4-H Thriving Model: Helping Kids Find their Spark!

Many families are struggling to deal with a new normal–working, homeschooling, and all the stresses that have been affecting all of us during this era of COVID-19. We are all doing our best to adjust our lives to keep our families, particularly our children, happy, healthy, and thriving despite all that is going on in the world around us. Now more than ever is a great time to learn about the 4-H Thriving model. Here are some tips to implement into your new daily life with kids at home.

In this three part series, I will be sharing some of the central aspects of the 4-H Thriving Model (visit the link to learn more about the 4-H thriving model) and some tips for how to implement these practices at home. Today’s blog will focus on youths’ sparks.

What is a spark?

A spark is an essential ingredient to thriving. It gives youth a sense of purpose and direction. Sparks encourage youth to set goals and achieve things. Many adults think of this as a “calling” when they refer to a career or interest. Like adults, youth can have more than one spark. These sparks can be anything from a hobby like playing guitar or sewing, to career goals like becoming a veterinarian or pilot.

What are the benefits of having a spark?
  1. Sparks inspire kids to take action! Kids with an interest in something will often go to great lengths to follow their passion, even starting their own projects at home or learning the skill on their own with the help of YouTube videos.
  2. Sparks provide that intrinsic fuel grow and learn! Youth will often seek out knowledge for something that is truly their spark.
  3. Sparks help build a child’s network! Whether it is their ballet classmates, their Spanish club, or 4-H horse club, a youth with a spark expands their network as they build their passion.
How can I tell what my child’s spark is?

The easiest way is to ask them, “What is your spark?”. Most kids know exactly what you mean. If your child doesn’t know, is too young, or won’t answer, you can try different questions like, “What are some things you are excited to learn?” or “What is something you are really passionate about?”. Parents can also observe their child. What do they naturally gravitate toward? Do they enjoy watching videos or reading about a certain topic? What careers have they mentioned an interest in? Do they seem curious about specific things you do around the house like cooking, yard work, computers, etc.? A combination of simple observation and asking questions can usually help you figure out what your child’s spark is or what can become their spark with a little encouragement from you.

What are some things I can do at home to help encourage my child’s spark?
  • Help them set goals to follow their spark. For example, how many songs they will learn on piano this week or how many hours they will practice coding. Small goals like this are achievable and easy to measure, but will eventually add up to becoming an expert in their passion if they stick with it.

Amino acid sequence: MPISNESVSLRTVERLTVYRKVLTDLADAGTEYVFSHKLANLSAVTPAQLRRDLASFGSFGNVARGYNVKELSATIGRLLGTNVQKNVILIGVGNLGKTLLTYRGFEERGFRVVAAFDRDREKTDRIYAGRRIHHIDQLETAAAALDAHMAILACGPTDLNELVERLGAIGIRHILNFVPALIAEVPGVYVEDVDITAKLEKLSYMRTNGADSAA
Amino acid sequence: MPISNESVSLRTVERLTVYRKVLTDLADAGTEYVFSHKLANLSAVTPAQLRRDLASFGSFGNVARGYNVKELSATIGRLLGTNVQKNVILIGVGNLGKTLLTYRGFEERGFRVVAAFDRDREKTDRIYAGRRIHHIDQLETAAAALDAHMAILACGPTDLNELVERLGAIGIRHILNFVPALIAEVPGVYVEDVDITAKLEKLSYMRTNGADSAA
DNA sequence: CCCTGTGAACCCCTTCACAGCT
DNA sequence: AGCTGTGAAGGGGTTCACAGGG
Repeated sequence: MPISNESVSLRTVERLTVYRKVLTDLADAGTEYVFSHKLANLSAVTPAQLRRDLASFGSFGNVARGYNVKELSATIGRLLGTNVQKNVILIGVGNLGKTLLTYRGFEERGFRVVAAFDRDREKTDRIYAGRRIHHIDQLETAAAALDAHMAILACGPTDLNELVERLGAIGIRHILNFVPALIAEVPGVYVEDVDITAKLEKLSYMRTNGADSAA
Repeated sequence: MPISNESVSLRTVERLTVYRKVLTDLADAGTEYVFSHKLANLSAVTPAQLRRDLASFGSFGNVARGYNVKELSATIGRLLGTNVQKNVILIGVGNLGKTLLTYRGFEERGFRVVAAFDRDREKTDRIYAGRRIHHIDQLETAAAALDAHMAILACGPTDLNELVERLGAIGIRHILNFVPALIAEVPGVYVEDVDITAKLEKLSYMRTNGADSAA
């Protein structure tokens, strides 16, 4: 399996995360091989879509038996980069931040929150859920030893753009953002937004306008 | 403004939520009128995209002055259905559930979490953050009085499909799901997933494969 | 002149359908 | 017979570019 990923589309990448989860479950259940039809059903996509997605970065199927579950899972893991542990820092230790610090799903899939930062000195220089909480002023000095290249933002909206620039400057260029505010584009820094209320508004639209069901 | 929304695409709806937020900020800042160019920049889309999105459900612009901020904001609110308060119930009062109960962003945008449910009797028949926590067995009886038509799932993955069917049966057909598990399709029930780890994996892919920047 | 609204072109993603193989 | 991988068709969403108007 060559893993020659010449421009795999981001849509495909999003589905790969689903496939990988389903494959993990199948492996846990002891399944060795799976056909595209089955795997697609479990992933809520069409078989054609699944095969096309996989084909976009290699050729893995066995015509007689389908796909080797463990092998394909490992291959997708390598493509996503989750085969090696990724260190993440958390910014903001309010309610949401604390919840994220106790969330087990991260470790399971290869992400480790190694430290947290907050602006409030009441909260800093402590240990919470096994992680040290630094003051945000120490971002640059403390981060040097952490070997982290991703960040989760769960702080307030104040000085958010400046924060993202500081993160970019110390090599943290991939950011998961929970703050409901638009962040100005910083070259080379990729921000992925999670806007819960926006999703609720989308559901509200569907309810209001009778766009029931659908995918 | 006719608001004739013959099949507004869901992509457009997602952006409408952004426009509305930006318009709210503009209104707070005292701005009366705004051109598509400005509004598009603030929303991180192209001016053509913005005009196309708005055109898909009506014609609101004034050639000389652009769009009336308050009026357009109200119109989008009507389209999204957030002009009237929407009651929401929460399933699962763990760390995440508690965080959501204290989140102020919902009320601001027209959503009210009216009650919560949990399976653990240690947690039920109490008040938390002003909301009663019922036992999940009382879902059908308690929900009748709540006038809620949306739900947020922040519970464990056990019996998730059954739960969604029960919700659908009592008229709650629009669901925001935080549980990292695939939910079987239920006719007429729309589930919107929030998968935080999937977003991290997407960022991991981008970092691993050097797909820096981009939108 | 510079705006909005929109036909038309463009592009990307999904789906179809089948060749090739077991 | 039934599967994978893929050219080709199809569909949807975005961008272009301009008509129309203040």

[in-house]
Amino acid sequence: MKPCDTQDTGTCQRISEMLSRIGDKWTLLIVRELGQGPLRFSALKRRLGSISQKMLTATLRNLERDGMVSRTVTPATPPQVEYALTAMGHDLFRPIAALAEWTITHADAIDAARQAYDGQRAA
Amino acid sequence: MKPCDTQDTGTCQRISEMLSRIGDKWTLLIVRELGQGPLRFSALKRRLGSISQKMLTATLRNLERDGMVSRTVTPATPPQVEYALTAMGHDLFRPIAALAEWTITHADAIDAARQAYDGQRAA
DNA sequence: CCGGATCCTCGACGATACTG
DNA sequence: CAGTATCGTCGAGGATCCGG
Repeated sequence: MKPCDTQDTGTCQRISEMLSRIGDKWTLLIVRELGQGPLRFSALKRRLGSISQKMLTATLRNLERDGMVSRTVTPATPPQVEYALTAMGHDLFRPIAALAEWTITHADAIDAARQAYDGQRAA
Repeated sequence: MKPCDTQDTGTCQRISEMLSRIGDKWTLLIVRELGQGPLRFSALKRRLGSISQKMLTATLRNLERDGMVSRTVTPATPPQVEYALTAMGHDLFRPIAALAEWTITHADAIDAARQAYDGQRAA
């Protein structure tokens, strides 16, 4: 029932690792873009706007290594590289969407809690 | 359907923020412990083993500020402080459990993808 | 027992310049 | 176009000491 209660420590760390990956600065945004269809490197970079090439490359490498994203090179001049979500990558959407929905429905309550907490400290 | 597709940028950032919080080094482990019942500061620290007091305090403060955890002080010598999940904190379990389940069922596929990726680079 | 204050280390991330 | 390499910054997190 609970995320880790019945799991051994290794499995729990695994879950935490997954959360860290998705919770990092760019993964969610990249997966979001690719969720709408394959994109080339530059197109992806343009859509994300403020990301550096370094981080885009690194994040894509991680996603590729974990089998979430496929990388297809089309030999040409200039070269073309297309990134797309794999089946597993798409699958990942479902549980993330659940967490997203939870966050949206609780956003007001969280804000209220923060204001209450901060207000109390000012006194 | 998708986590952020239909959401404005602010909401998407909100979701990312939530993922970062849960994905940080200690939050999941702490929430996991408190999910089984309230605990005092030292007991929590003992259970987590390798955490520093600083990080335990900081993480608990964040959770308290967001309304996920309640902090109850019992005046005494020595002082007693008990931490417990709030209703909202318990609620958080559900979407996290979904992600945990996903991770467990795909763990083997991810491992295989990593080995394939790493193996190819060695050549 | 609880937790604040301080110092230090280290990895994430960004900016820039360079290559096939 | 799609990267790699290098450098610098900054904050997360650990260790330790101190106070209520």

• Allow them space to plan their own projects. Encourage independent work, practice, or study about their topic.
  • Let them fail! While this seems like a bad thing, allowing youth a safe space to fail helps build resiliency. Encourage them to keep trying and let them know that everyone makes mistakes.
  • Be supportive and encouraging. Even if you are tired of hearing about the same two topics 24/7, try to avoid being dismissive. If it is truly their spark, they enjoy sharing what they learned with their family, because they are proud of all the work that went into it.
  • If your child doesn’t have a clear spark, let them try A LOT of different things. Eventually, something will catch their attention and you will notice.
Sparks and Quarantine

These sparks can even save parents’ sanity during quarantine. Once you figure out what your kid is truly interested in, help them set those goals at the beginning of the week, and when you need some quiet time to work they may be willing to work on their sewing project or plant the garden they planned. There are also tons of online videos, articles, how-tos at their disposal to help them with their project with minimal parental involvement if they are old enough. Now is a great time to encourage youth to follow their passion while they have some extra free time to do so!

Here is an excellent TED Talk from youth development professional, Peter Bensen, about the importance of youth sparks: https://www.youtube.com/watch?v=TqzUHcW58Us

If you would like additional resources, curriculum, or have questions to help you during homeschooling, please reach out to your local 4-H agent: https://4-h.org/find/

Arnold, M. E. (2018). Facilitating youth sparks. Can be accessed: https://oregonstate.app.box.com/s/a9gw14xm79bblo9iragtrw3xjxowfj7u

Benson, P. L., & Scales, P. C. (2011). Thriving and sparks. In R. J. R Leveque (Ed.), Encyclopedia of Adolescence(pp. 2963-2976). New York: Springer.


Posted: April 3, 2020

Category: 4-H & Youth, Relationships & Family
Tags: 4-H, Homeschool, Kids, Pinellas, Spark, Thriving, Youth

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